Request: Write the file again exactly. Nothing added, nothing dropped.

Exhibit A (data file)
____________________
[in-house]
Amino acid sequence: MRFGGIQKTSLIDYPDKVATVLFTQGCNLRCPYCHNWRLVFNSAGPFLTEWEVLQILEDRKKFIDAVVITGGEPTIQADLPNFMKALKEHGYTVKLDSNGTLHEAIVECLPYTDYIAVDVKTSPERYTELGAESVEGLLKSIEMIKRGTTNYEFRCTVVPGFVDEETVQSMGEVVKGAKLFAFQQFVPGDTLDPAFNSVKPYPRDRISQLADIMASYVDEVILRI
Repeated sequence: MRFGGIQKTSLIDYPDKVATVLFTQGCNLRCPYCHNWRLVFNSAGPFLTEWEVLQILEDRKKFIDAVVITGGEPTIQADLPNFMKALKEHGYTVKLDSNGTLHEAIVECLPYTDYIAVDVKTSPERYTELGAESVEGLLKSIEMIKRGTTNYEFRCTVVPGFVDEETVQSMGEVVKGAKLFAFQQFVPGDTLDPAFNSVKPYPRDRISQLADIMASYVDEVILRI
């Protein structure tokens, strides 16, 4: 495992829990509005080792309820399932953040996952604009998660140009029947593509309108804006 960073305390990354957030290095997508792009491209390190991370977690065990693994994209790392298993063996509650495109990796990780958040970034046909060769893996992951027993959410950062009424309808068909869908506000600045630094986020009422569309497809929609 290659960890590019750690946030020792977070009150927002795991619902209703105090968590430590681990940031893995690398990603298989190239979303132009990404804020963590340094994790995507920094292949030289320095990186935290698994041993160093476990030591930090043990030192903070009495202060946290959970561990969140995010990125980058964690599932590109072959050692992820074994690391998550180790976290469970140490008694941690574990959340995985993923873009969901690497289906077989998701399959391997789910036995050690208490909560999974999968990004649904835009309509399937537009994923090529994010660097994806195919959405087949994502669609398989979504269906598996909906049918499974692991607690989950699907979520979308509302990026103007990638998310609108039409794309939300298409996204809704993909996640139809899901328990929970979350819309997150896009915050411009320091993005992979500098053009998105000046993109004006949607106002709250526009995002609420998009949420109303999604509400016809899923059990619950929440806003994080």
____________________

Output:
[in-house]
Amino acid sequence: MRFGGIQKTSLIDYPDKVATVLFTQGCNLRCPYCHNWRLVFNSAGPFLTEWEVLQILEDRKKFIDAVVITGGEPTIQADLPNFMKALKEHGYTVKLDSNGTLHEAIVECLPYTDYIAVDVKTSPERYTELGAESVEGLLKSIEMIKRGTTNYEFRCTVVPGFVDEETVQSMGEVVKGAKLFAFQQFVPGDTLDPAFNSVKPYPRDRISQLADIMASYVDEVILRI
Repeated sequence: MRFGGIQKTSLIDYPDKVATVLFTQGCNLRCPYCHNWRLVFNSAGPFLTEWEVLQILEDRKKFIDAVVITGGEPTIQADLPNFMKALKEHGYTVKLDSNGTLHEAIVECLPYTDYIAVDVKTSPERYTELGAESVEGLLKSIEMIKRGTTNYEFRCTVVPGFVDEETVQSMGEVVKGAKLFAFQQFVPGDTLDPAFNSVKPYPRDRISQLADIMASYVDEVILRI
């Protein structure tokens, strides 16, 4: 495992829990509005080792309820399932953040996952604009998660140009029947593509309108804006 960073305390990354957030290095997508792009491209390190991370977690065990693994994209790392298993063996509650495109990796990780958040970034046909060769893996992951027993959410950062009424309808068909869908506000600045630094986020009422569309497809929609 290659960890590019750690946030020792977070009150927002795991619902209703105090968590430590681990940031893995690398990603298989190239979303132009990404804020963590340094994790995507920094292949030289320095990186935290698994041993160093476990030591930090043990030192903070009495202060946290959970561990969140995010990125980058964690599932590109072959050692992820074994690391998550180790976290469970140490008694941690574990959340995985993923873009969901690497289906077989998701399959391997789910036995050690208490909560999974999968990004649904835009309509399937537009994923090529994010660097994806195919959405087949994502669609398989979504269906598996909906049918499974692991607690989950699907979520979308509302990026103007990638998310609108039409794309939300298409996204809704993909996640139809899901328990929970979350819309997150896009915050411009320091993005992979500098053009998105000046993109004006949607106002709250526009995002609420998009949420109303999604509400016809899923059990619950929440806003994080």